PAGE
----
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When it was released in 1985, my feelings about 'King of America' were mixed. There was no mistaking the quality of the songs, but I was raised on the sturm and drang, the visceral barking rage of his early albums and, particularly coming after the muted and poorly received (though secretly, I quite like it) 'Goodbye Cruel World', it felt to me like some sort of decline was in progress. The further that his remarkable back catalogue stretches into the past, however, the more 'King of America' looks like Costello's finest hour. His passion still burned bright, his gift for a tune was undiminished and musicianship hadn't yet pushed the other two elements into the background. From this point onward, the tunes would indeed start to flatten out and soon he would begin to talk worryingly and introspectively about 'songcraft' to the great and inevitable detriment of his art.
But all that was still to come. 'King of America' is maybe the last album Costello made before he started to look downward and inward; a collection of brilliantly realised and passionately, achingly delivered songs (whatever anyone says, without the mannerisms and vocal tics which would dominate later work, Costello's singing at this time was unique in combining both the fantastically committed and the filigree delicate). It's also thrillingly adult in its material and its approach, walking the edgy tightrope of maturity without tipping over into either MOR or AOR. This is more like Bacharach country, but with the roughage left in... you can see why they rubbed along so well later on.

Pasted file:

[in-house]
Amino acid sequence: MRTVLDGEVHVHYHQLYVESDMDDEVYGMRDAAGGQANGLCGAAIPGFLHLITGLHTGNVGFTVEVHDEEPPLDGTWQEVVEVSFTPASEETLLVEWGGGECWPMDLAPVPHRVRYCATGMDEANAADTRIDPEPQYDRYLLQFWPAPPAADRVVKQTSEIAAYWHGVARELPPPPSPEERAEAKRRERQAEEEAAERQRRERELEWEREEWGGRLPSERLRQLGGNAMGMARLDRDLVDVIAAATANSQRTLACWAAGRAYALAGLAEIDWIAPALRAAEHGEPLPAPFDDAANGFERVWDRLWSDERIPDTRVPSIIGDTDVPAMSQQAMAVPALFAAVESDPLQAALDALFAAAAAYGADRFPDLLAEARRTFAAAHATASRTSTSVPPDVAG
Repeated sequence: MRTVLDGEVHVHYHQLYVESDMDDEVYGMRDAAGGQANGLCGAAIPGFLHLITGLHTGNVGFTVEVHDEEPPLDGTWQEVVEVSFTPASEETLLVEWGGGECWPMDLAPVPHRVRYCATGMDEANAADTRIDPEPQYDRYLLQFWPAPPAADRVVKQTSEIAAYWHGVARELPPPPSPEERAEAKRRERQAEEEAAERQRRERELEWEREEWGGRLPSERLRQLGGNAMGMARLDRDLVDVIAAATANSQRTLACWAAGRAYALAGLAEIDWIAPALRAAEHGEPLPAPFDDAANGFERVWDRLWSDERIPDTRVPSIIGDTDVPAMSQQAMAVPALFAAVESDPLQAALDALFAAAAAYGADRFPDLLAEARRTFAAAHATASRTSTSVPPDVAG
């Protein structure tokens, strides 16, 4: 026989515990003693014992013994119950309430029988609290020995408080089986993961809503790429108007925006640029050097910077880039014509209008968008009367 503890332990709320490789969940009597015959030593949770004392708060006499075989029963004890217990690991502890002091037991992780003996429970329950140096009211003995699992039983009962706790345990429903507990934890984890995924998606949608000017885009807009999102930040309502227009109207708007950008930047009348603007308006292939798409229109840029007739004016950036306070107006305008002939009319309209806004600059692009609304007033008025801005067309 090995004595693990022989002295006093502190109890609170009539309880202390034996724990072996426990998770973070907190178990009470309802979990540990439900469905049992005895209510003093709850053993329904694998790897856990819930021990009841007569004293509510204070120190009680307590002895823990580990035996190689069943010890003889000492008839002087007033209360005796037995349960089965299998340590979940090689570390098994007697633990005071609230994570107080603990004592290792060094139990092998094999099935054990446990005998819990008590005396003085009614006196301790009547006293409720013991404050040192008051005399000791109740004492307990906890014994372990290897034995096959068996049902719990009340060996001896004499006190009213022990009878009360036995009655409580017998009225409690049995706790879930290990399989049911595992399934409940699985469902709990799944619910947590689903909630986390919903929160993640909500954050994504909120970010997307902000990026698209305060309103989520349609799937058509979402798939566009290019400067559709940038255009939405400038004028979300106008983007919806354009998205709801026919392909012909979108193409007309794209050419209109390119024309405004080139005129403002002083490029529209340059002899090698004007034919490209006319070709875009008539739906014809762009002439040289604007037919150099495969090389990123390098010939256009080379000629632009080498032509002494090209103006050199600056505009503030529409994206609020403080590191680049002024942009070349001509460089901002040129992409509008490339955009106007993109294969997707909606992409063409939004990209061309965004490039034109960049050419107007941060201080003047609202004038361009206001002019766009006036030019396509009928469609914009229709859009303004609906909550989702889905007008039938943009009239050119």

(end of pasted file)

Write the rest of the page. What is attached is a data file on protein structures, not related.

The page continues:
Highlights? It's easier to pick lowlights - actually it isn't - but as I write this I can't get 'American Without Tears' out of my head, 'Indoor Fireworks' treats marital breakup more movingly than anything this side of George Jones, and the closing 'Suit of Lights' and 'Sleep of the Just' deliver a one-two which leaves me on the canvas every time: musically stunning, emotionally devastating.
'King of America' really delivers on every level; one of maybe a dozen or so pop and rock albums to which the term 'masterpiece' can rightly and without reservation be applied. If you don't have it already, the Hipster suggests that you really should.
*undivided other than the time and effort required to open a couple of bottles of BA's remarkably fine New Zealand Nobilo Sauvignon Blanc that is - the thick end of ten quid in your local Wine Rack yet even the cheap seats get it for free on BA). Truly, world's favourite airline, you are spoiling us...